Martin Schwimmer is the lead counsel for Leason Ellis in the case against USA Trademark Enterprises. He is known to many in the industry as the author of the Trademark Blog. Upon filing the complaint Schwimmer said, “our clients are routinely receiving bogus notices from companies like USA Trademark Enterprises. Unbelievably, USA Trademark Enterprises even sent a notice to us when we registered our firm’s logo. They are obviously mining the records of the USPTO and targeting novice trademark registrants who can be mistakenly led to believe that the catalog has any legitimate public notice value.”
It really is almost unbelievable that those who are trying to perpetrate this scheme would send a notice like this to a law firm where one of the partners is the author of the Trademark Blog. I thought it was rather ridiculous that GBO would send me a letter, although any more I primarily do patent work. But seriously, if you are going to try and fly under the radar don’t you think you should be a little more careful about who you send notices to?
Schwimmer added, “We are concerned that U.S. trademark registrants receiving these solicitations have actually handed over money for what amounts to mere public notice services – a benefit already bestowed upon a U.S. trademark registrant as a matter of law. Anyone who has done so should immediately contact competent trademark counsel concerning those transactions. Of course, we are also interested in speaking with them about their experiences as they are likely relevant to our case.”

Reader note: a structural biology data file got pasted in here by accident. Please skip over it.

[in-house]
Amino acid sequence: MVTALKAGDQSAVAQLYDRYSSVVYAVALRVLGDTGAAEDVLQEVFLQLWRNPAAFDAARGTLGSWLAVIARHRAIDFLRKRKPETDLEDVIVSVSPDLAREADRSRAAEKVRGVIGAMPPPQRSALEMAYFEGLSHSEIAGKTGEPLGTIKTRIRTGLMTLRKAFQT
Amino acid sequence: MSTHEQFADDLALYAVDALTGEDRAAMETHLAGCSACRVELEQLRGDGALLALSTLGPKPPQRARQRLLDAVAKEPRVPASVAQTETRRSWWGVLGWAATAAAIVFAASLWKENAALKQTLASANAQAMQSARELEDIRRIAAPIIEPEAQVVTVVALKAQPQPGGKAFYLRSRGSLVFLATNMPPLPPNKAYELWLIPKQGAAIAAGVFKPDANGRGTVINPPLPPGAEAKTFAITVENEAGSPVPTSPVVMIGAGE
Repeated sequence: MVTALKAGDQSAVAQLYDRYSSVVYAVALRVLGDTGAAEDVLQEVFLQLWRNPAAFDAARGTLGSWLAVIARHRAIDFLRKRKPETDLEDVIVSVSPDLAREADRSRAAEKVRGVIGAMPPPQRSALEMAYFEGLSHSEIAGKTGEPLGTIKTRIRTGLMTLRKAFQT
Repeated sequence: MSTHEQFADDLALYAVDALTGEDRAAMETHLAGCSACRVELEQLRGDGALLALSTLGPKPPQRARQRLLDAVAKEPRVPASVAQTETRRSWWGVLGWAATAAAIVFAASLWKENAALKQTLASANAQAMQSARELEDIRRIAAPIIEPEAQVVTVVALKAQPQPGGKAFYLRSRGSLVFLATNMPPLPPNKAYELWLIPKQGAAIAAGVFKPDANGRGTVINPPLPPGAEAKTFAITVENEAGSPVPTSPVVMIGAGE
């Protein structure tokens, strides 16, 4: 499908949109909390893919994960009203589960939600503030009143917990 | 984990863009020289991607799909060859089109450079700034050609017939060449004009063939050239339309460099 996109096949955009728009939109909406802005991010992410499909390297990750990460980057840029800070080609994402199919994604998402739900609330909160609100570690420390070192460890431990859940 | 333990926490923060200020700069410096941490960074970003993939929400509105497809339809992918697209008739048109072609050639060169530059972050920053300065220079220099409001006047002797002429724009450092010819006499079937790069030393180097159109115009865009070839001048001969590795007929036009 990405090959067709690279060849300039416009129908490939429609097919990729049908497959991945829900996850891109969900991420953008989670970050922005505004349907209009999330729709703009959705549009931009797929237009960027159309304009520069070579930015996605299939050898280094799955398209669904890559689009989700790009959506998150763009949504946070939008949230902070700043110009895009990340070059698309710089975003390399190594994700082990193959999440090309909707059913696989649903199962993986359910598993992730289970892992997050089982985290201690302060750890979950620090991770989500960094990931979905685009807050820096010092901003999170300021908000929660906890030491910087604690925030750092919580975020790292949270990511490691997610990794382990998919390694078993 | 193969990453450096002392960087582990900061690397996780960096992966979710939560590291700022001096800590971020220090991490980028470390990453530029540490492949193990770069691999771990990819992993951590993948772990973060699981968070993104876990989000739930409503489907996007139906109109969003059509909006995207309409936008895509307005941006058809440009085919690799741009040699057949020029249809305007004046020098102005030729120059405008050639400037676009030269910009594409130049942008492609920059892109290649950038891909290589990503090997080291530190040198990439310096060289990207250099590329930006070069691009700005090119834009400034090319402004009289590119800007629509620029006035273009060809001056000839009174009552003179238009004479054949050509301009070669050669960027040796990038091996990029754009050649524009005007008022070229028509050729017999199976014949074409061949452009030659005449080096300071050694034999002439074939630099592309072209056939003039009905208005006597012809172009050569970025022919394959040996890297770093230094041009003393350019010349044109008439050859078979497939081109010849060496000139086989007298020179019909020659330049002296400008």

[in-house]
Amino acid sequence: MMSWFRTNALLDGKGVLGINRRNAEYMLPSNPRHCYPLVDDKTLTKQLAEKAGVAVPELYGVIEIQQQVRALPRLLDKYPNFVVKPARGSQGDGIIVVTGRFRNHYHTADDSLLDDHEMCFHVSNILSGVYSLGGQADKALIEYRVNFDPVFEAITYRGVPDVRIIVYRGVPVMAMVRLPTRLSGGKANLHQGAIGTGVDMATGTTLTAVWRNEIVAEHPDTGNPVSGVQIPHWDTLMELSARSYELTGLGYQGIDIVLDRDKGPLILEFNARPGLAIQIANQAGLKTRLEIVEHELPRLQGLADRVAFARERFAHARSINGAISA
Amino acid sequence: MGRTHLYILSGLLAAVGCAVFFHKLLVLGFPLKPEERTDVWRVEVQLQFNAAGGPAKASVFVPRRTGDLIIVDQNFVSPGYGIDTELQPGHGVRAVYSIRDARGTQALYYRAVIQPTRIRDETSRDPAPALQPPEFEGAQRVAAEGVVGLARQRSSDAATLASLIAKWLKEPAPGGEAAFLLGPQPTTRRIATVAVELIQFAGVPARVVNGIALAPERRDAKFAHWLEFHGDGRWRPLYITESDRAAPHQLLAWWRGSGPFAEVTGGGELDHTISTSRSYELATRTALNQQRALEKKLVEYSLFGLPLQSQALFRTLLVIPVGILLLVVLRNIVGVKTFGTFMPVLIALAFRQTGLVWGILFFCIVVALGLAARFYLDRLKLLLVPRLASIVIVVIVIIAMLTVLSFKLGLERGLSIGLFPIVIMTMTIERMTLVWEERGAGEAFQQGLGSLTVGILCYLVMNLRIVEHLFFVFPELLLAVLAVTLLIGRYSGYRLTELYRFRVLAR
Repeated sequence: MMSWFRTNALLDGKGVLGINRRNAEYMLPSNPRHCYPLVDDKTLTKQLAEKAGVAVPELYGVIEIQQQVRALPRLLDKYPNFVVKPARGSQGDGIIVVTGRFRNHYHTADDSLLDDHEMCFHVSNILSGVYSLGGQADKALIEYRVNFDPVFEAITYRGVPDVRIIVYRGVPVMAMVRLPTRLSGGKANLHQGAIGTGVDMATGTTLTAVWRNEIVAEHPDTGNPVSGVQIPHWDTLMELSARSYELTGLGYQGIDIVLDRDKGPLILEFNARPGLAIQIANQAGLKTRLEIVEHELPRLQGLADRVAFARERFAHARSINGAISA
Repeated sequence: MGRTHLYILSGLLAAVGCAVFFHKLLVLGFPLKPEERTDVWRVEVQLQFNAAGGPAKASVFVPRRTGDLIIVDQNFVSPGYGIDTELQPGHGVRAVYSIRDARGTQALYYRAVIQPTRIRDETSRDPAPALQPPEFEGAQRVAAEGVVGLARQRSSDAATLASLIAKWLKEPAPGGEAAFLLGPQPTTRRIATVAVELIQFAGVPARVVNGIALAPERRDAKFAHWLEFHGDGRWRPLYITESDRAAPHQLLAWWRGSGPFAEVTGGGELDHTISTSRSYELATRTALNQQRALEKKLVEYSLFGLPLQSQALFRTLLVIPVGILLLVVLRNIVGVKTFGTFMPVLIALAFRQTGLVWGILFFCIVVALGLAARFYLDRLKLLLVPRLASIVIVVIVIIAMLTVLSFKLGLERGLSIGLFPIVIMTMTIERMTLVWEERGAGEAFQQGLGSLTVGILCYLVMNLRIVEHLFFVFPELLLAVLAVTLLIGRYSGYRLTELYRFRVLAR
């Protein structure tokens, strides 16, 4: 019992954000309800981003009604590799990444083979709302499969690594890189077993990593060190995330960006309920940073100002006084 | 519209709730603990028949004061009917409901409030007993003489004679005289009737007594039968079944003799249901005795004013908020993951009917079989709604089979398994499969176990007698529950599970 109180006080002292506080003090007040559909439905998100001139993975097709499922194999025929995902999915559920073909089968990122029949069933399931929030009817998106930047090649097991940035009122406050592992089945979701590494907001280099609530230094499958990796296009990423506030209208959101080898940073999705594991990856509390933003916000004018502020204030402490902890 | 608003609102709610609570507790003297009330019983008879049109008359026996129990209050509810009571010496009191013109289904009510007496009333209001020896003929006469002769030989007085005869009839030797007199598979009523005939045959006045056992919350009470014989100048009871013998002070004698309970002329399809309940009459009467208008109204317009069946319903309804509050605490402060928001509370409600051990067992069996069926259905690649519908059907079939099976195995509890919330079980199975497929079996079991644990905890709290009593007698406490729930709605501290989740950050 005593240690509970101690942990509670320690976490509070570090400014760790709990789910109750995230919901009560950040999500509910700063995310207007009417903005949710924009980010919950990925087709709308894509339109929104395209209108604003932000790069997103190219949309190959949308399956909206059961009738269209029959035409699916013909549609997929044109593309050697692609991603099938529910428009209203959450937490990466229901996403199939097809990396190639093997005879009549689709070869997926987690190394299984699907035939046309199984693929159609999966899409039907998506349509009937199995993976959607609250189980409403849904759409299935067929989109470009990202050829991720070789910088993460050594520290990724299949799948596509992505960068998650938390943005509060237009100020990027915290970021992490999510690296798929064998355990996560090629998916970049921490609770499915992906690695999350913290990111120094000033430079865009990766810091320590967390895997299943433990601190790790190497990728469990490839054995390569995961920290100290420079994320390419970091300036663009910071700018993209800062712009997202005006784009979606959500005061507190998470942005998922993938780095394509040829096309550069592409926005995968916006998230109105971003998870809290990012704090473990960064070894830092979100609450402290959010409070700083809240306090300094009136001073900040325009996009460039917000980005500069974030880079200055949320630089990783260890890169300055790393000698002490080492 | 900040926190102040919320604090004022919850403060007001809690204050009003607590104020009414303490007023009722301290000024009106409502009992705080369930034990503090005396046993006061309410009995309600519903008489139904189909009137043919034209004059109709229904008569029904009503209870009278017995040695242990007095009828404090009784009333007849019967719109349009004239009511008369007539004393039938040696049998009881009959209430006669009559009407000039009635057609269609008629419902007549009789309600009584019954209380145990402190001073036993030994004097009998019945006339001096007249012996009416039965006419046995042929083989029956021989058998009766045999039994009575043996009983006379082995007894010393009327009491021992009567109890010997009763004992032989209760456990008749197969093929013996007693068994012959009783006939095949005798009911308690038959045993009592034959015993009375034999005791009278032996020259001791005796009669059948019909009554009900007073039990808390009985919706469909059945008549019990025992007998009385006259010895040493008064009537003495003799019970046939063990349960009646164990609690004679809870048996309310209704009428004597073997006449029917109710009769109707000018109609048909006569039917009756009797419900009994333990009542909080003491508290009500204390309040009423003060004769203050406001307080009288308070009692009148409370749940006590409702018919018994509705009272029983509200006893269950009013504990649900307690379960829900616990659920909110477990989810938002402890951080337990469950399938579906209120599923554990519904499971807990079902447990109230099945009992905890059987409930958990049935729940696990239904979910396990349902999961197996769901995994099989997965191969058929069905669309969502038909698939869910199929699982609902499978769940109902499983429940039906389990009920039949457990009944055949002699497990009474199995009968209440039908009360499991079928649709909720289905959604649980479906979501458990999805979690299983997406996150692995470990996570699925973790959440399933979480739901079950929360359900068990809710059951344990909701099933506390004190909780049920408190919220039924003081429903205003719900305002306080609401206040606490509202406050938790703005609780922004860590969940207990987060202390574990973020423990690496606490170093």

The complaint seeks an order permanently enjoining the defendants from offering for sale Trademark Publication services or other similar service or product. The prayer for relief also seeks an accounting of “profits pursuant to its unlawful activities,” as well as “punitive damages in view of the willfully unlawful marketplace misconduct of USA Trademark Enterprises…” Treble damages, costs, attorneys fees, pre-judgment interest and “such other and further relief as the Court may deem just and equitable” are also requested.
Of course, as with any complaint, so far we have only one side of the story. I can’t for the life of me imagine a valid counter-argument that can be articulated in open court with a straight face, but if the case doesn’t settle then I’m sure we will hear some kind of argument, valid or otherwise. Of course, USA Trademark Enterprises and others operating in this space probably ought to fear a class action being brought against them. While one particular person or company losing $960 on these useless services is one thing, if everyone could be combined into a class action that would really capture the attention of the ne’er do wells operating in this space. The names of “customers” will likely be the in the first discover request by Schwimmer. Stay tuned!
Good luck and godspeed to Leason Ellis! Hopefully they will score a decisive victory over this skullduggery.